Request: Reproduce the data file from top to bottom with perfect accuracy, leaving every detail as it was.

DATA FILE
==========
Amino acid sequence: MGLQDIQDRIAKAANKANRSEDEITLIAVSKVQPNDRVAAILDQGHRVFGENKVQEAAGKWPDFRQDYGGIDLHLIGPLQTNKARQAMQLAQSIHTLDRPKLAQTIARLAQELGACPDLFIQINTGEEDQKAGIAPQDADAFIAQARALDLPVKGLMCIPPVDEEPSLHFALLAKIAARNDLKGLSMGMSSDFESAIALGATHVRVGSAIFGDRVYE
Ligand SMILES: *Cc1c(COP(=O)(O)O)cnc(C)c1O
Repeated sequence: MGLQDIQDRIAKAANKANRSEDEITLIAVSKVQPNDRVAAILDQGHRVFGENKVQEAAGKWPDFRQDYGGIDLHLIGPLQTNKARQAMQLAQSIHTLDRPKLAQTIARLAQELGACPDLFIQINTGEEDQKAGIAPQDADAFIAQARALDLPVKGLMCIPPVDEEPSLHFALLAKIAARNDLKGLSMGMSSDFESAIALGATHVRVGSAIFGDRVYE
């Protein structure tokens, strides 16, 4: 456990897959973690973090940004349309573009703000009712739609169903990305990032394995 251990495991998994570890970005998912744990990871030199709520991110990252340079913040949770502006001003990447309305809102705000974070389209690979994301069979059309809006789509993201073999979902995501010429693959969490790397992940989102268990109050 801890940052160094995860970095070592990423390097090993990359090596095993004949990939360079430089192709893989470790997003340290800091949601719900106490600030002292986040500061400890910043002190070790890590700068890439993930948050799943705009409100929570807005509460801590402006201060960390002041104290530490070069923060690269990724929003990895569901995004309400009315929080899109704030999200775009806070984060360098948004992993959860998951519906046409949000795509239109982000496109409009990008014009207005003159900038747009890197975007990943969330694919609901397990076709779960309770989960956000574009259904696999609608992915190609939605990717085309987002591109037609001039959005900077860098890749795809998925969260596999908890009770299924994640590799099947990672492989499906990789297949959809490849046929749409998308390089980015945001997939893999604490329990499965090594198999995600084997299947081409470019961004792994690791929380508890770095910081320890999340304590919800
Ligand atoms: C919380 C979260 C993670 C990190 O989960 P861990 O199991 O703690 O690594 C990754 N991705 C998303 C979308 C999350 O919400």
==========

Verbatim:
Amino acid sequence: MGLQDIQDRIAKAANKANRSEDEITLIAVSKVQPNDRVAAILDQGHRVFGENKVQEAAGKWPDFRQDYGGIDLHLIGPLQTNKARQAMQLAQSIHTLDRPKLAQTIARLAQELGACPDLFIQINTGEEDQKAGIAPQDADAFIAQARALDLPVKGLMCIPPVDEEPSLHFALLAKIAARNDLKGLSMGMSSDFESAIALGATHVRVGSAIFGDRVYE
Ligand SMILES: *Cc1c(COP(=O)(O)O)cnc(C)c1O
Repeated sequence: MGLQDIQDRIAKAANKANRSEDEITLIAVSKVQPNDRVAAILDQGHRVFGENKVQEAAGKWPDFRQDYGGIDLHLIGPLQTNKARQAMQLAQSIHTLDRPKLAQTIARLAQELGACPDLFIQINTGEEDQKAGIAPQDADAFIAQARALDLPVKGLMCIPPVDEEPSLHFALLAKIAARNDLKGLSMGMSSDFESAIALGATHVRVGSAIFGDRVYE
């Protein structure tokens, strides 16, 4: 456990897959973690973090940004349309573009703000009712739609169903990305990032394995 251990495991998994570890970005998912744990990871030199709520991110990252340079913040949770502006001003990447309305809102705000974070389209690979994301069979059309809006789509993201073999979902995501010429693959969490790397992940989102268990109050 801890940052160094995860970095070592990423390097090993990359090596095993004949990939360079430089192709893989470790997003340290800091949601719900106490600030002292986040500061400890910043002190070790890590700068890439993930948050799943705009409100929570807005509460801590402006201060960390002041104290530490070069923060690269990724929003990895569901995004309400009315929080899109704030999200775009806070984060360098948004992993959860998951519906046409949000795509239109982000496109409009990008014009207005003159900038747009890197975007990943969330694919609901397990076709779960309770989960956000574009259904696999609608992915190609939605990717085309987002591109037609001039959005900077860098890749795809998925969260596999908890009770299924994640590799099947990672492989499906990789297949959809490849046929749409998308390089980015945001997939893999604490329990499965090594198999995600084997299947081409470019961004792994690791929380508890770095910081320890999340304590919800
Ligand atoms: C919380 C979260 C993670 C990190 O989960 P861990 O199991 O703690 O690594 C990754 N991705 C998303 C979308 C999350 O919400």